Theophilus Lewis, theater critic of the Harlem Renaissance

Herb Boyd | 12/7/2018, 10:53 a.m.
Even the most definitive books on the Harlem Renaissance and Black theater often omit any mention of Theophilus Lewis, whose ...
Theophilus Lewis

His tenure with The Messenger was really the springboard into the larger arenas of Black life, and his column was read religiously in Harlem, where he lived at one time on 154th Street, according to a letter he received from W.E.B. Du Bois. When Randolph and Chandler Owen began their commitment to unionizing, Lewis and Schuyler took over the publication and shifted its focus away from socialism and to the arts of the Harlem Renaissance.

After ending his relationship with The Messenger, Lewis started his own publication, The Looking Glass, while continuing to submit occasional articles to other magazines, journals and newspapers, including The Pittsburgh Courier, where he eventually he became the paper’s theater and film critic.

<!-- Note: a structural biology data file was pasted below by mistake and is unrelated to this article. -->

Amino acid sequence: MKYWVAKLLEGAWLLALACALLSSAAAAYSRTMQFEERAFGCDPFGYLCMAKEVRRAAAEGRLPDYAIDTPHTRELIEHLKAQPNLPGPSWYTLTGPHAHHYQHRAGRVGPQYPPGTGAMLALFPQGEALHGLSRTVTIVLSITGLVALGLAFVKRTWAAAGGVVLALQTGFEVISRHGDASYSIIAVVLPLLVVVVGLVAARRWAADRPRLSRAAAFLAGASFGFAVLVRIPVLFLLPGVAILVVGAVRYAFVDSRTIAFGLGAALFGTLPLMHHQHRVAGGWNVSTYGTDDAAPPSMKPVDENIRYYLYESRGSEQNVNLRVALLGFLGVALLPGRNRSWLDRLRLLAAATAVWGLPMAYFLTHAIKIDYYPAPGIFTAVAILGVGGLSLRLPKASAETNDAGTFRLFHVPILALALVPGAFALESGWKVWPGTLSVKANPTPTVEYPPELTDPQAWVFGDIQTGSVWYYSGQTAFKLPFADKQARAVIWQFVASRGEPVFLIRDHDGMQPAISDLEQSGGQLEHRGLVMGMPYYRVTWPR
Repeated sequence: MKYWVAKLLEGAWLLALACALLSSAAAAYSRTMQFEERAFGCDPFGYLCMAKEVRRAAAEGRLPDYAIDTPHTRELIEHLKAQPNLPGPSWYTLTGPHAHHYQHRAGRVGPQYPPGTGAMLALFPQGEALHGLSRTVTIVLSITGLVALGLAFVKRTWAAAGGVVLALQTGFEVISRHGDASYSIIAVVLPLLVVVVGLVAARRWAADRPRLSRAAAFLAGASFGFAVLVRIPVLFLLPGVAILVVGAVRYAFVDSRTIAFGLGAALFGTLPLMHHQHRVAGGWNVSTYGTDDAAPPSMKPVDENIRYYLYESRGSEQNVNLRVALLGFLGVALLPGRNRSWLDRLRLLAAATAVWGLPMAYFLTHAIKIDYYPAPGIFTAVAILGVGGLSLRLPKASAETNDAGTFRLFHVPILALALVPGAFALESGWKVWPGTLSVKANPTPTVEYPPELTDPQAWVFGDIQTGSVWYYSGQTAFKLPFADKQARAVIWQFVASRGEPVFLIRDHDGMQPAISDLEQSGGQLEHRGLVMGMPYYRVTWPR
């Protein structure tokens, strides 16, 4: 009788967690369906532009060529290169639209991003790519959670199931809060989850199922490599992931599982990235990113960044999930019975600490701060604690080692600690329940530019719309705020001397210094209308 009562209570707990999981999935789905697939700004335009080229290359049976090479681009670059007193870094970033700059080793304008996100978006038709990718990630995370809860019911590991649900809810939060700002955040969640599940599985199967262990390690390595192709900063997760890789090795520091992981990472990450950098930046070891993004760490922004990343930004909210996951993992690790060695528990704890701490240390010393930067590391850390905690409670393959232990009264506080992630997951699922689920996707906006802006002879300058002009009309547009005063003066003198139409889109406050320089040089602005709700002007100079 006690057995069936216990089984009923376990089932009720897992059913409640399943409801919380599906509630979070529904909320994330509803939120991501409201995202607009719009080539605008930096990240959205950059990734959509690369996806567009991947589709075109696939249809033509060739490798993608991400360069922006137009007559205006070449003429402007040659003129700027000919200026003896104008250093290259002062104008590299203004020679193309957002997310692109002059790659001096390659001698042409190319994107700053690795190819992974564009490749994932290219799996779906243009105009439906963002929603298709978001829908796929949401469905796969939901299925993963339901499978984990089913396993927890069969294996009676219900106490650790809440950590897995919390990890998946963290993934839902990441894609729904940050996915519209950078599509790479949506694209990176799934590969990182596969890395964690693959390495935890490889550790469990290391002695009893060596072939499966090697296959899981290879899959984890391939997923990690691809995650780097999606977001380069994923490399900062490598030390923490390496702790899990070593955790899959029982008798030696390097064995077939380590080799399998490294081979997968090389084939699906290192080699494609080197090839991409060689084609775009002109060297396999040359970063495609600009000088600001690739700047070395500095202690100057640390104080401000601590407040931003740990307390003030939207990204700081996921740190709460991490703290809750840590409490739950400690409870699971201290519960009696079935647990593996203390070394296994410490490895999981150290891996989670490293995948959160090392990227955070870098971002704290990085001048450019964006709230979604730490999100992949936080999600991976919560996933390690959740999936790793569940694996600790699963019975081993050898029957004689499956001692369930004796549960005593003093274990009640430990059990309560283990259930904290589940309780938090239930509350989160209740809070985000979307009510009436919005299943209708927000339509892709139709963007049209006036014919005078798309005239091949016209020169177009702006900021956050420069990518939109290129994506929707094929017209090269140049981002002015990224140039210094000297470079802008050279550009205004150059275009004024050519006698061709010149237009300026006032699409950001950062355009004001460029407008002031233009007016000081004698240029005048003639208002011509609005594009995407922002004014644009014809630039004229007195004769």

But Lewis was not merely a drama critic of African-American productions. An example of his range is his review of Robert Bolt’s “A Man for All Seasons” in 1961. Here are his opening comments: “While the Broadway theatre generally is mediocre at best, and too often meretricious or nauseous, it occasionally rises to maturity. Such occasions were last season’s ‘Becket,’ ‘The Devil’s Advocate, and ‘Emmanuel,’ the beautiful Nativity play at the Gate. So far, the present season has given us ‘Gideon,’ a biblical drama, and a portrait of St. Thomas More in ‘A Man for All Seasons’ (at the Anta). Sir Thomas More was one of the outstanding men of Christendom—scholar, author, lawyer, a member of Parliament, judge and Lord Chancellor. His sovereign was Henry VIII, who hoped his chancellor would find ecclesiastical reasons for annulling the king’s marriage with Catharine of Aragon.”

Lewis died in 1974, and, like much of his life, there is no specific date and place where it occurred. It was widely reported that he was 83.